Following the announcement at Budget 2018 of a Plastic Packaging Tax, it was announced at Budget 2020 that a further consultation will be launched on the detailed design and implementation of the legislation which will be introduced in Finance Bill 2020-21 prior to the tax being effective from April 2022. As Part of Budget 2020, it was confirmed that a tax of £200 will apply per tonne of plastic packaging which does not contain at least 30% recycled plastic. The provisions apply equally to packaging produced in the UK or imported into the UK (including filled plastic packaging). The tax will only apply to businesses above the de minimis limit which is currently set at 10 tonnes.


The consultation looks at the potential exemption of medical packaging and we would encourage companies who might be impacted to provide responses.

Enterprise Management Incentives (EMI) Review

The Government has announced a review of the EMI share options scheme, in particular to consider whether to broaden access to the scheme to help high growth companies attract and retain talent. Currently the ability to grant EMI options is available only to businesses with less than £30 million of assets and fewer that 250 (full-time equivalent) employees on a group basis.

EMI schemes allow employees to be granted up to £250,000 worth of share options with significant tax advantages.


Any potential to widen the scope of EMI schemes is likely to be welcomed by small and start-up businesses who often use the scheme as an important method of retaining and incentivising key individuals, especially in situations where there may not be sufficient cash to provide bonuses and other market rate compensation.

Off-payroll Working (IR35)

As previously announced, the extension of the off-payroll working rules to medium and large businesses in the private sector will go ahead from 6 April 2020. These rules will impact medium and large businesses who use the services of contractors but engage them through their personal service companies (PSCs).

Businesses will need to assess whether the contractor would have been considered as an employee for tax purposes had they engaged them directly. If this is the case, the business will need to operate payroll withholding on all payments to the PSC for services provided from 6 April 2020. This will include PAYE deductions for income tax and National Insurance together with payment of employer’s National Insurance and, where relevant, the apprenticeship levy.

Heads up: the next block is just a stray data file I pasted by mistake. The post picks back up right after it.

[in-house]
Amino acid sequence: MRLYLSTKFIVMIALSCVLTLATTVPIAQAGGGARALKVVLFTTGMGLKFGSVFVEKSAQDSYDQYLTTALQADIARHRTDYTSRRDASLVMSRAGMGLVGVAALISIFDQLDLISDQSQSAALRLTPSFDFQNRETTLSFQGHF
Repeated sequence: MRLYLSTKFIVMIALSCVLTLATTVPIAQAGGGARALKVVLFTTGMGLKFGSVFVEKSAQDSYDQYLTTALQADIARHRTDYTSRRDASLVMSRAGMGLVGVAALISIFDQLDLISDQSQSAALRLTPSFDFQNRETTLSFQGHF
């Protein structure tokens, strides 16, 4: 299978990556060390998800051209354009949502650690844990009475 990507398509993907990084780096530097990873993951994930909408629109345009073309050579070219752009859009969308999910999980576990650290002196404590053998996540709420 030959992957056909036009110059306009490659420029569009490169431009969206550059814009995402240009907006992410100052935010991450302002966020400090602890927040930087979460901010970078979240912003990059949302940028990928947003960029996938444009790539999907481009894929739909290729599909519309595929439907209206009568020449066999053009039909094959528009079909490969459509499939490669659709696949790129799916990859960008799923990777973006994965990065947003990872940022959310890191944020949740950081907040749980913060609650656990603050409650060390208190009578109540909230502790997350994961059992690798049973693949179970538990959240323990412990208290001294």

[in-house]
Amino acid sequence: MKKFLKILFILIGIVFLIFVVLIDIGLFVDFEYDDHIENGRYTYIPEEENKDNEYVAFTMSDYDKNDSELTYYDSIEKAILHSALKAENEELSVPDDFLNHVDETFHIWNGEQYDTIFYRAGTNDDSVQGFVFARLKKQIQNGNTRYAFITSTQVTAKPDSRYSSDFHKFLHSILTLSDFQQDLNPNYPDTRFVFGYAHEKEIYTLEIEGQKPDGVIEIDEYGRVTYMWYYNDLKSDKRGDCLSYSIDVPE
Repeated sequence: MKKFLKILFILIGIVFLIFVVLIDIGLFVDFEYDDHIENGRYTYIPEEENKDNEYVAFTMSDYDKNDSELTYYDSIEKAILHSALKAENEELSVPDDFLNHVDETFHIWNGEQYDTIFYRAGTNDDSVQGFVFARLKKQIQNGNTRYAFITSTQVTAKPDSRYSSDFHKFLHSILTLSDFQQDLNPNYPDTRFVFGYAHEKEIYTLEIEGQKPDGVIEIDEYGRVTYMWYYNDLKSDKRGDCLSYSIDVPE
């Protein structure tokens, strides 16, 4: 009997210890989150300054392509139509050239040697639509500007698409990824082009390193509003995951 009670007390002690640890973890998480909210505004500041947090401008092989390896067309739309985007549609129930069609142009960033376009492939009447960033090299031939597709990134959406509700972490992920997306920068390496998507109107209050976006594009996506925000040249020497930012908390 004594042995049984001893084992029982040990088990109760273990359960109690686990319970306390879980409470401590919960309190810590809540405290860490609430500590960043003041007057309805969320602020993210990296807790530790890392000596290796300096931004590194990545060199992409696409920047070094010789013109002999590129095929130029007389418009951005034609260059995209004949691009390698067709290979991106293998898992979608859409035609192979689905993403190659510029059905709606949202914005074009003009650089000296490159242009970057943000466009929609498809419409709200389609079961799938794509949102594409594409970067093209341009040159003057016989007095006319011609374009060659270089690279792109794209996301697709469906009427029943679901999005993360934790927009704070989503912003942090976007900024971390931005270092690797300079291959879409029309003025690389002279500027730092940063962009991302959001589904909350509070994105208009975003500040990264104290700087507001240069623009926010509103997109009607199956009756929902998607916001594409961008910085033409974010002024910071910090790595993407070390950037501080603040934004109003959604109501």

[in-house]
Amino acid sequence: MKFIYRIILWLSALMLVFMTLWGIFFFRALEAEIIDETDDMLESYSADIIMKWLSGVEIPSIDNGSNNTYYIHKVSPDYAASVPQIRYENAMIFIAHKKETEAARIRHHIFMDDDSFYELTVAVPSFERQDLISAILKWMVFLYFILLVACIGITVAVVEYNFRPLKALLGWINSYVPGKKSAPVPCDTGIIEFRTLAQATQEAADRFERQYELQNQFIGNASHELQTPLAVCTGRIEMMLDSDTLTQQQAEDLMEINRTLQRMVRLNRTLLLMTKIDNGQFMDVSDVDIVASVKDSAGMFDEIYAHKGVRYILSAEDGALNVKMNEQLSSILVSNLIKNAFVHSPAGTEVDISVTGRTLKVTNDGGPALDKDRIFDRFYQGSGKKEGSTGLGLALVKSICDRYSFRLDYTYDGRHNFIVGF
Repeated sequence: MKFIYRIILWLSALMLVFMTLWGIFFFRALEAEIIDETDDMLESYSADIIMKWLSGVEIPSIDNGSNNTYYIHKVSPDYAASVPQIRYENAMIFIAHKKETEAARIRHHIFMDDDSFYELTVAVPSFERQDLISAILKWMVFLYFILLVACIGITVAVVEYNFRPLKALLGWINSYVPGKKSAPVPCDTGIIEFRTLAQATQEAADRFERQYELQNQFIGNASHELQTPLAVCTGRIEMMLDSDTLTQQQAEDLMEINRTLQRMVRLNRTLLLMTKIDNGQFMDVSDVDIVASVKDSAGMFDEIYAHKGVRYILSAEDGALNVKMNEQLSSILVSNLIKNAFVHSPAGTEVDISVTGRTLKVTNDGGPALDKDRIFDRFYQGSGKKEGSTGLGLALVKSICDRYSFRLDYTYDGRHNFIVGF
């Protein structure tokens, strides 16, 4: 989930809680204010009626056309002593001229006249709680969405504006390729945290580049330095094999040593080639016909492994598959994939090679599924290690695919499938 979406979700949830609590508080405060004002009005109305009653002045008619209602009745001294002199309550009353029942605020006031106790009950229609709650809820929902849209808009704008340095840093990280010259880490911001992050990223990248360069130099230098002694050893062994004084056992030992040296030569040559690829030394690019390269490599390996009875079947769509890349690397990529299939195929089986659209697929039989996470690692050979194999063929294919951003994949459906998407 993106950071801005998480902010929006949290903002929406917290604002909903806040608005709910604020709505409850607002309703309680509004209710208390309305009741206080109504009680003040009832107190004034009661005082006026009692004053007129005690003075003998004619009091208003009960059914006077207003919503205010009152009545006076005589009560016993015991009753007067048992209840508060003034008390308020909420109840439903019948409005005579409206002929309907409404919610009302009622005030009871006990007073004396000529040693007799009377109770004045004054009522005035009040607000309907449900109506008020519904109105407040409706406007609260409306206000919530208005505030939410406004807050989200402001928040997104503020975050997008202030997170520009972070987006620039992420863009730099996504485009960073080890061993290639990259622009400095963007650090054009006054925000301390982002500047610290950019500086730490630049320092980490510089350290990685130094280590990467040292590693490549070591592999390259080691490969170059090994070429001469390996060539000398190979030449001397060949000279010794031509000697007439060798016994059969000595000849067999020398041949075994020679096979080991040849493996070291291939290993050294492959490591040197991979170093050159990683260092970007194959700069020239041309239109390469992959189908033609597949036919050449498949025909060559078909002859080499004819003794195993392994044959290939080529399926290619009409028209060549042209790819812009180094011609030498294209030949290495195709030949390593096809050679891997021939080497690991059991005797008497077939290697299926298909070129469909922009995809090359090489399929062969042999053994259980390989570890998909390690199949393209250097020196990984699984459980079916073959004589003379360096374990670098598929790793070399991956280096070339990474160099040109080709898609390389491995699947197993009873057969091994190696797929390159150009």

Following a recent review of implementation measures, it has been agreed that HMRC will take a “light touch” approach to enforcement and penalties for the first year (i.e. the tax year ending 5 April 2021).


This represents a major change for any medium and large business that engages contractors via a PSC. Although previously announced, many businesses will still have a huge amount of work to complete prior to 6 April 2020. Every impacted business will need to review all their contractor engagements, including those with agencies in the chain, on a case-by-case basis. Official status determination statements will need to be completed and provided to all relevant PSCs by 6 April 2020.

Pensions Income Tax Relief

The Chancellor announced two main changes, effective 6 April 2020 – firstly, the two thresholds for individuals to be affected by the pensions annual allowance tapering will be raised by £90,000 and, secondly, that the minimum pensions annual allowance (after tapering) will be reduced from £10,000 to £4,000.

This means that the “threshold income” limit increases from £110,000 to £200,000 and the “adjusted income” limit increases from £150,000 to £240,000.

In line with inflation the lifetime allowance will increase from £1,055,000 to £1,073,100 from 6 April 2020.


The increase of both thresholds by £90,000 will mean that only individuals with a threshold income of over £200,000 for 2020-21 and onwards have the potential to be impacted and only individuals with an adjusted income of over £240,000 will have their annual allowance tapered. This will undoubtedly have the effect of taking many people out of the taper and may be especially relevant for individuals who have generous employer contributions, or defined benefit schemes, and whose total net taxable income is no more than £200,000.